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You pay taxes based on your income. But before that income is calculated, the IRS allows you to reduce it based on exemptions. What is a tax exemption? A standard amount of money (defined each year by the IRS) that is not taxed. For tax year 2014, the personal exemption amount is $3,950. That means that for each person claimed on your taxes (which may include yourself, your spouse, and qualifying dependents), your taxable income will be reduced by $3,950.
In order to claim a tax exemption you must earn income and file a tax return. In addition, nobody else may claim you as a dependent. If you are in college and file your own return, but your parents still claim you as a dependent, you cannot use your own exemption. You may claim an exemption for your spouse only if your filing status is married filing a joint return or if you are filing a separate return and your spouse does not need to file a return.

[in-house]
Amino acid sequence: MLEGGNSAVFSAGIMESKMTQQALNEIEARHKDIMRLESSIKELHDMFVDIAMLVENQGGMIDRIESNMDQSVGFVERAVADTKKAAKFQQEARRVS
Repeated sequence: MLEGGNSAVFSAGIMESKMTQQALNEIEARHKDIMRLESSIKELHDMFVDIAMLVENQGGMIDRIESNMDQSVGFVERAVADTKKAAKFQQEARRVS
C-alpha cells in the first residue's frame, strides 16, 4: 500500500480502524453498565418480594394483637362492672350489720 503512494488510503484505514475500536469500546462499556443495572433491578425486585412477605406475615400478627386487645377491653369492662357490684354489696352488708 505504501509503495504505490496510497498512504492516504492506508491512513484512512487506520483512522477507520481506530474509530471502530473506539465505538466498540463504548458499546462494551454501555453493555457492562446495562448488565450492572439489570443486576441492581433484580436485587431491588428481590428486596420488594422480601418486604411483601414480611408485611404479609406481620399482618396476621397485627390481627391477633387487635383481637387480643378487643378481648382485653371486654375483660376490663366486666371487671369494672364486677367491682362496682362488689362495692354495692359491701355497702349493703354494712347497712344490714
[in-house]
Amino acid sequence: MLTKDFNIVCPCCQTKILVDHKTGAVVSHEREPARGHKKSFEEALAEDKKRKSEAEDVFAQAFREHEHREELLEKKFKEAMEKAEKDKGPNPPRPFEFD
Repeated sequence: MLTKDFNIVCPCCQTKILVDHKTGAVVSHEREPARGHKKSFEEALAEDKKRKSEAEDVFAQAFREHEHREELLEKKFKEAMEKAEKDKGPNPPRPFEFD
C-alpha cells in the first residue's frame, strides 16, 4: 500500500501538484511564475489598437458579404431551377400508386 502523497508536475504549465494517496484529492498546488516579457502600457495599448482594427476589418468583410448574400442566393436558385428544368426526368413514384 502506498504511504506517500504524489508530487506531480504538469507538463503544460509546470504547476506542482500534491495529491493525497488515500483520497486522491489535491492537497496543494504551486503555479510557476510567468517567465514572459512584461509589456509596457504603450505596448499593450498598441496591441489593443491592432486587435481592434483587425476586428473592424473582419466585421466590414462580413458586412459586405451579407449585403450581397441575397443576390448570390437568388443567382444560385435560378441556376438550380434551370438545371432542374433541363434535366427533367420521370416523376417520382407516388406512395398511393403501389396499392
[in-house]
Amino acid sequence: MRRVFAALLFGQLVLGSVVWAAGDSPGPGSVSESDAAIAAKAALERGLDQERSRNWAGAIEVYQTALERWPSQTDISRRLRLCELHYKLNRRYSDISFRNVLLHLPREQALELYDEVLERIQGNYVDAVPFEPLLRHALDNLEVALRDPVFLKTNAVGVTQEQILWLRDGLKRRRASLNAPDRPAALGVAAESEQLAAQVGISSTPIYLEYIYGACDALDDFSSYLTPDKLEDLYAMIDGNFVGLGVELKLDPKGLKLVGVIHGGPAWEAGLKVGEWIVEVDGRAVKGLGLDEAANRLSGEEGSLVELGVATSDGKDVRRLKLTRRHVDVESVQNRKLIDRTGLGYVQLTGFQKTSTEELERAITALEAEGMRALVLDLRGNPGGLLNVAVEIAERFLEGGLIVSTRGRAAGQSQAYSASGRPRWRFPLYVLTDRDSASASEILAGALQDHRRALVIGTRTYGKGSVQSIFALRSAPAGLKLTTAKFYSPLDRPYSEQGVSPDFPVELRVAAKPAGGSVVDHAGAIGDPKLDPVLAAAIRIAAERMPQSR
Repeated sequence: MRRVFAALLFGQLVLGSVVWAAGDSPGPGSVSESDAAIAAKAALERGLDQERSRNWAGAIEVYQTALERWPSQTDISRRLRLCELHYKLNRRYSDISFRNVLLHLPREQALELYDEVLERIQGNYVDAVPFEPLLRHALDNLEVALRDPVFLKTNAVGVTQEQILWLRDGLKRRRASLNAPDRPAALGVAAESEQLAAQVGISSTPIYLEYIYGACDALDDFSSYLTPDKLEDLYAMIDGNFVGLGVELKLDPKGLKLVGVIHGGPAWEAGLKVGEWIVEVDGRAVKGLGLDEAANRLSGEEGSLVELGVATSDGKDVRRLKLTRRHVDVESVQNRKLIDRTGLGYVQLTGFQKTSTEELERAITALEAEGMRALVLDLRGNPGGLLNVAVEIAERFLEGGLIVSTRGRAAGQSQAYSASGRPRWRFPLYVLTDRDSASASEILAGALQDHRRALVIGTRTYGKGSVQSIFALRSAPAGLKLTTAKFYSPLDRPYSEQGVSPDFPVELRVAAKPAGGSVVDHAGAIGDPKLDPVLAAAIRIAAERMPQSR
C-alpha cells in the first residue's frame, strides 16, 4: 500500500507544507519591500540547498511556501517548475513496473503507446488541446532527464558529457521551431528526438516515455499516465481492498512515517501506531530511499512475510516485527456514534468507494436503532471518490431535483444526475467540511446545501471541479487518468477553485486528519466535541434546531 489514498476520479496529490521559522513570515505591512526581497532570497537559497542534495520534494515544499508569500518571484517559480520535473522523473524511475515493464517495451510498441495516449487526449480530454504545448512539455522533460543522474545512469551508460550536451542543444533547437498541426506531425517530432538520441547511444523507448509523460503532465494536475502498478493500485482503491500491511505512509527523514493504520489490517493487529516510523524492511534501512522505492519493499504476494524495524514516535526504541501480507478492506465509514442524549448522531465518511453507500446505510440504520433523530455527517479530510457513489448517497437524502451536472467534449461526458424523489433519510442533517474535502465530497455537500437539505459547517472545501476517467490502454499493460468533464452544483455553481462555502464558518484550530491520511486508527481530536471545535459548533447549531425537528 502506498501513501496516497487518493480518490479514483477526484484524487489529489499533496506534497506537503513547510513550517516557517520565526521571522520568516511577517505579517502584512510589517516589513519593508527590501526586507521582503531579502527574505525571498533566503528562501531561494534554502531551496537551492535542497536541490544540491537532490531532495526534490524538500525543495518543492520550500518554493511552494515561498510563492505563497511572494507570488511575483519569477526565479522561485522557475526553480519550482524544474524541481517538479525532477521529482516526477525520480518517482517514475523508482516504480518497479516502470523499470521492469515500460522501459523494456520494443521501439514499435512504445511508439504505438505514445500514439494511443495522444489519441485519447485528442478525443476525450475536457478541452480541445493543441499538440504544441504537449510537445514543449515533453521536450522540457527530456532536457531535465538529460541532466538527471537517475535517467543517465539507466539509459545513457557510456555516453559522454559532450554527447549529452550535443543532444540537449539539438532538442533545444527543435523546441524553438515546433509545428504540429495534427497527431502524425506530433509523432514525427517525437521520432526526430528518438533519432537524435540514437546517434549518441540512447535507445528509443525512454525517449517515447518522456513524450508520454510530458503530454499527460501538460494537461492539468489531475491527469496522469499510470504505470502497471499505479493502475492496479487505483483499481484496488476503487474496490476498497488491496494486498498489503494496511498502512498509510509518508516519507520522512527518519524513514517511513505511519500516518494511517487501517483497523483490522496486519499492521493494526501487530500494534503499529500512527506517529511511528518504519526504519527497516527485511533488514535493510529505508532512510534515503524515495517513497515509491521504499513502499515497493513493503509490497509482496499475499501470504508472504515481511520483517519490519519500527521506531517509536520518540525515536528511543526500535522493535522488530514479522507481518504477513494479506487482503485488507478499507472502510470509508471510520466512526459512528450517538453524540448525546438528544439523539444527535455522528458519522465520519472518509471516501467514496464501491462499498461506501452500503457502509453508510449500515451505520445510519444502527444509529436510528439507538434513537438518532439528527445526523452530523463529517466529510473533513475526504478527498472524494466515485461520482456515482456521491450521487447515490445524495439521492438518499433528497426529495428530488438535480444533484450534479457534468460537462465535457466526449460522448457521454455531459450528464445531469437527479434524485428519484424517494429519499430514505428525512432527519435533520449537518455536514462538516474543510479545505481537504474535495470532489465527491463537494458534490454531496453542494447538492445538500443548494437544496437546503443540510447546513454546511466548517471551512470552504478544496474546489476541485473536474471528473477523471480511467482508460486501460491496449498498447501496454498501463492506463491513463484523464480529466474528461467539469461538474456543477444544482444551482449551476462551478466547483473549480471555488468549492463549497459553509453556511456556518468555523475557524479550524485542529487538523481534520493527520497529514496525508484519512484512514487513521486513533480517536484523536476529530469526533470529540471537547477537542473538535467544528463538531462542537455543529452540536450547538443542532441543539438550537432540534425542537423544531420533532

Note that exemptions are different than deductions.
In tax years before 2009, the ability to claim exemptions phased out at certain income levels. There is no phase-out for 2010, 2011 and 2012. The phase out will return in 2013. Here are the personal tax exemption amounts by year:
Here are the 2014 personal exemption phases out for taxpayers with the following adjusted gross income amounts:
To see the impact of your tax exemptions on your taxes, you can use the tax calculator.
Additional rules may apply if you or your spouse are a non-resident or a resident alien. For more information see IRS Publication 501.
With the tax deadline approaching, here are answers to other tax questions you might have: